Andrea Horwath has been elected the new Leader of the Ontario New Democratic Party. She easily prevailed Saturday night on the third ballot of a leadership convention, taking 60.4 per cent of the vote. Her challenger, Peter Tabuns, won 39.6 per cent. Michael Prue and Gilles Bisson had earlier been eliminated. Ms. Horwath is the first woman to lead the Ontario NDP and only the second female leader of a major party in provincial history.
"I am humbled by your confidence," she told delegates. Ms. Horwath, 46, takes over from Howard Hampton, who served nearly 13 years as party leader. Later, Ms. Horwath said voters shouldn't expect any dramatic changes from the Hampton years. "I have my own style, my own perspective and I'm going to bring that to the table but I have the same caucus that Howard worked with," she told reporters.
The Hamilton native, a former community organizer and city councillor, was first elected to the legislature in a 2004 by-election. This weekend's leadership convention was the last chapter in a low-key, eight-month campaign to replace Mr. Hampton.
Mr. Hampton helped re-establish the party after its devastating defeat in the 1995 election. But there is considerable frustration within the ranks that NDP support has remained low. In the 2007 election, the party received 16.8 per cent of the votes cast.
The contest was overshadowed by the economic crisis and the prolonged search for a seat in the legislature by Progressive Conservative Leader John Tory.
There were 23,908 New Democrats eligible to vote in the one-member, one-vote system with 25 per cent of the votes going to affiliated unions.
For the first time, eligible voters were given the option of casting an advance ballot online, by phone or by mail before the convention. Party officials said 11,150 members had exercised this option and has listed their preference for candidates in case more than one ballot was needed.
Nearly 1,000 delegates registered for the convention but even those who did not attend were able to vote today by phone or on line during each round of voting and could watch the proceedings on the party's web site.
Before the vote, Mr. Bisson, 51, told delegates that he had heard talk that the party could not afford another leader from the north because it needed to break through in southern, urban areas - particularly Toronto.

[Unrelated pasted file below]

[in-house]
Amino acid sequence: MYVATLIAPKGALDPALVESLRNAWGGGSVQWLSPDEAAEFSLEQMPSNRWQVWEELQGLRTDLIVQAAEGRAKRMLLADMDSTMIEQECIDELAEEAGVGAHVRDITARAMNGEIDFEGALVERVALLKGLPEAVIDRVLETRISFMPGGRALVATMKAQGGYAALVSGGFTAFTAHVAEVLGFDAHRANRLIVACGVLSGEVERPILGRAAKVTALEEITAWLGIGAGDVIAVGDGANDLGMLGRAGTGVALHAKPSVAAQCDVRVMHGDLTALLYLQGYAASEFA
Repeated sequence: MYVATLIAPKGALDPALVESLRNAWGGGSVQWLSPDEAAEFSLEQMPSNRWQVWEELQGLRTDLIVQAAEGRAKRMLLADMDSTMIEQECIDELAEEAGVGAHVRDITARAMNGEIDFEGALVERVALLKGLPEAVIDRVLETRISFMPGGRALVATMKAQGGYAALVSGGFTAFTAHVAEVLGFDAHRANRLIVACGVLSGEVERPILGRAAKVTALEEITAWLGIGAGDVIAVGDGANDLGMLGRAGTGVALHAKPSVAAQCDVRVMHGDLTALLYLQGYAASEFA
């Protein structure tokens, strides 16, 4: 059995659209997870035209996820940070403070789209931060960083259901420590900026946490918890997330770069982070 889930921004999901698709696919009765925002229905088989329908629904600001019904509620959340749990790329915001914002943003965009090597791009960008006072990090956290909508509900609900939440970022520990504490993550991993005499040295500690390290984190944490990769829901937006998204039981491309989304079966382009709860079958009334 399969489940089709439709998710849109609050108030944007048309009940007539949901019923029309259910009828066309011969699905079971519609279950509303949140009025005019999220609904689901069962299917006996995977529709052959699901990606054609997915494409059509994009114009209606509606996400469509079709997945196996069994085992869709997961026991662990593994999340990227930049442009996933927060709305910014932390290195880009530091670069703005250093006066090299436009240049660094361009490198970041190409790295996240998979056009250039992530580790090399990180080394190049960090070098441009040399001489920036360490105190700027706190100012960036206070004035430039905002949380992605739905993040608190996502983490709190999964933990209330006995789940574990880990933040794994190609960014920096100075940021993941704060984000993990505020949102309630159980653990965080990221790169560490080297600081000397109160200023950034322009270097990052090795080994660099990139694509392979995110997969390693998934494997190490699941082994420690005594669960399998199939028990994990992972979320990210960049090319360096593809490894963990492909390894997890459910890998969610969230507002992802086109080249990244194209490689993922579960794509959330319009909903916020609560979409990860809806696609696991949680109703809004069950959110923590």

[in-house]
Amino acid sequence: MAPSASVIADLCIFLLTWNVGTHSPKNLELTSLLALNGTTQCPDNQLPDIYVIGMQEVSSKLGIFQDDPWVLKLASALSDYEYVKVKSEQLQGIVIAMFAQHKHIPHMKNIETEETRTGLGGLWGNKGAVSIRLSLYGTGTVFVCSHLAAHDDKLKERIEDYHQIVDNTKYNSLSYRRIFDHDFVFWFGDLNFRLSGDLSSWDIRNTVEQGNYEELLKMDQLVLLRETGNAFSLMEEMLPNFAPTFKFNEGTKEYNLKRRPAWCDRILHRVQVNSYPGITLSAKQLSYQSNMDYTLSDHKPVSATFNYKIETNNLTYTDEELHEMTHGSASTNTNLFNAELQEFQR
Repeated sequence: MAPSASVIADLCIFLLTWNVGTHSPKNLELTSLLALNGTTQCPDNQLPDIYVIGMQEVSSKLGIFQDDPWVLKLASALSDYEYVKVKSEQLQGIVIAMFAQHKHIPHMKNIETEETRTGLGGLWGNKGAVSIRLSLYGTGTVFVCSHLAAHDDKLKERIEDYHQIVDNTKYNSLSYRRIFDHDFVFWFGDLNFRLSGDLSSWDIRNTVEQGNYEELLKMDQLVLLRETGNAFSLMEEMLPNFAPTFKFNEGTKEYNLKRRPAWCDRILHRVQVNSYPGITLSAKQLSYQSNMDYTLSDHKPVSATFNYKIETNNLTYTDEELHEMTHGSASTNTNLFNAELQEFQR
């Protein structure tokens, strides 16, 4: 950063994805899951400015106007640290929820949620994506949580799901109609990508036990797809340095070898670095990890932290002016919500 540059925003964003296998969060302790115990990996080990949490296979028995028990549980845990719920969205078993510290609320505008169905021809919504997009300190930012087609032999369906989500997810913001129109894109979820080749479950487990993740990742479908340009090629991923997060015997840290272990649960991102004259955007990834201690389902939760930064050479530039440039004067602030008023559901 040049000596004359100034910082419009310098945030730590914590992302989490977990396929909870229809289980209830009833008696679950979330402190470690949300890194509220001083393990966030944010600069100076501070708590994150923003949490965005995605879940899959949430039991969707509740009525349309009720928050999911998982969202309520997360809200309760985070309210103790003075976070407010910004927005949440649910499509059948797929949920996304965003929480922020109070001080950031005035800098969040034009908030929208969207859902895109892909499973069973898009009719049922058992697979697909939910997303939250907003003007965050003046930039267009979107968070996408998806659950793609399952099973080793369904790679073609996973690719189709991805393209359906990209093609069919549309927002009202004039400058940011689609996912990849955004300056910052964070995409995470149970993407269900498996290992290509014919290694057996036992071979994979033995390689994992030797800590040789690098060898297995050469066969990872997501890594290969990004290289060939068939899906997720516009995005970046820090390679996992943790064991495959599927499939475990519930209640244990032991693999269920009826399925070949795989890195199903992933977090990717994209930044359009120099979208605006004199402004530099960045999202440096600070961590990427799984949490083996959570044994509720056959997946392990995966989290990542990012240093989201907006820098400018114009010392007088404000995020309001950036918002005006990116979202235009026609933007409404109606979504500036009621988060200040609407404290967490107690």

"I make the following proposition: what's wrong with northern Ontario?" he said, noting the NDP's historical success provincially and federally in the region.
He said the quality of a leader's ideas is more important that where the leader comes from.
Mr. Prue, 60, touted his experience as mayor of East York, a former Toronto borough that was amalgamated into the larger city a decade ago.
He said he was able to win as a New Democrat because he could reach beyond party ranks and he boasted that he brought in five balanced budgets without raising taxes.
Mr. Prue said the Ontario NDP needed a leader with experience in order to get the party ready for the 2011 election.
"We can't wait for someone to grow into the job," he said.
Peter Tabuns, 57, a former Greenpeace leader, emphasized his environmental background in challenging the NDP to face Ontario's problems in a new way.
He said the collapse of the manufacturing sector is occurring against the background of a climate-change crisis. He sought to link the two by advocating the creation of a green economy based on public transit and renewable energy.
"Creating jobs tomorrow requires that we act upon the environment today," Mr. Tabuns said.
Ms. Horwath, 46, who has closer links to organized labour than the other candidates, talked passionately about the NDP sticking to its left-wing principles.
She peppered her speech with references to "thieves" and "scab labour." She said the "neo-liberal experiment had imploded" and pledged that "we New Democrats won't check our socialism at the door when it comes to building a better future."